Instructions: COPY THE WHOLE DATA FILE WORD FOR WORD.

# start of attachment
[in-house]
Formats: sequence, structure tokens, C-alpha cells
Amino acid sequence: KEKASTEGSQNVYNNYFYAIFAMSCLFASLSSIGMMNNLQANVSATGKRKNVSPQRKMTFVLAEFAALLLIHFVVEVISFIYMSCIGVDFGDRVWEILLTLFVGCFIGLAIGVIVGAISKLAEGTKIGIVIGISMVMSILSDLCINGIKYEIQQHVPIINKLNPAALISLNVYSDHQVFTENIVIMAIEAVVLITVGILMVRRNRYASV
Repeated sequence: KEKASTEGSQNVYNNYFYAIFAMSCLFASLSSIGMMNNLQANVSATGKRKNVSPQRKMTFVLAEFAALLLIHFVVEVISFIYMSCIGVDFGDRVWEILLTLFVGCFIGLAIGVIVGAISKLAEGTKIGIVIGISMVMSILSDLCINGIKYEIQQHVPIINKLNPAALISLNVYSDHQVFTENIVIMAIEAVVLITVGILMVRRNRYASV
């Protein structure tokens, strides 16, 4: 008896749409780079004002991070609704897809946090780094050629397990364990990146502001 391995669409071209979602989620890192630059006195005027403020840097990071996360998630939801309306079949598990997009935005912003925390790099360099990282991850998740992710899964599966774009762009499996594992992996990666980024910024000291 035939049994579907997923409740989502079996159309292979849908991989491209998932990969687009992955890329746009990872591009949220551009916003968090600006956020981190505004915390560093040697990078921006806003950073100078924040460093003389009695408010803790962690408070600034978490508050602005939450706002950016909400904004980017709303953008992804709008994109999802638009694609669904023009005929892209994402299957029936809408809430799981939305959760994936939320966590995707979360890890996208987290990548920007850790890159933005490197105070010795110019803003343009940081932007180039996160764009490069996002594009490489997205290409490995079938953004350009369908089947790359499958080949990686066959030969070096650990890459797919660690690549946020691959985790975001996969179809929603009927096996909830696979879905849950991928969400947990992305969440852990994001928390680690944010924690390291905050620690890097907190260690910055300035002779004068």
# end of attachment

[in-house]
Formats: sequence, structure tokens, C-alpha cells
Amino acid sequence: KEKASTEGSQNVYNNYFYAIFAMSCLFASLSSIGMMNNLQANVSATGKRKNVSPQRKMTFVLAEFAALLLIHFVVEVISFIYMSCIGVDFGDRVWEILLTLFVGCFIGLAIGVIVGAISKLAEGTKIGIVIGISMVMSILSDLCINGIKYEIQQHVPIINKLNPAALISLNVYSDHQVFTENIVIMAIEAVVLITVGILMVRRNRYASV
Repeated sequence: KEKASTEGSQNVYNNYFYAIFAMSCLFASLSSIGMMNNLQANVSATGKRKNVSPQRKMTFVLAEFAALLLIHFVVEVISFIYMSCIGVDFGDRVWEILLTLFVGCFIGLAIGVIVGAISKLAEGTKIGIVIGISMVMSILSDLCINGIKYEIQQHVPIINKLNPAALISLNVYSDHQVFTENIVIMAIEAVVLITVGILMVRRNRYASV
């Protein structure tokens, strides 16, 4: 008896749409780079004002991070609704897809946090780094050629397990364990990146502001 391995669409071209979602989620890192630059006195005027403020840097990071996360998630939801309306079949598990997009935005912003925390790099360099990282991850998740992710899964599966774009762009499996594992992996990666980024910024000291 035939049994579907997923409740989502079996159309292979849908991989491209998932990969687009992955890329746009990872591009949220551009916003968090600006956020981190505004915390560093040697990078921006806003950073100078924040460093003389009695408010803790962690408070600034978490508050602005939450706002950016909400904004980017709303953008992804709008994109999802638009694609669904023009005929892209994402299957029936809408809430799981939305959760994936939320966590995707979360890890996208987290990548920007850790890159933005490197105070010795110019803003343009940081932007180039996160764009490069996002594009490489997205290409490995079938953004350009369908089947790359499958080949990686066959030969070096650990890459797919660690690549946020691959985790975001996969179809929603009927096996909830696979879905849950991928969400947990992305969440852990994001928390680690944010924690390291905050620690890097907190260690910055300035002779004068």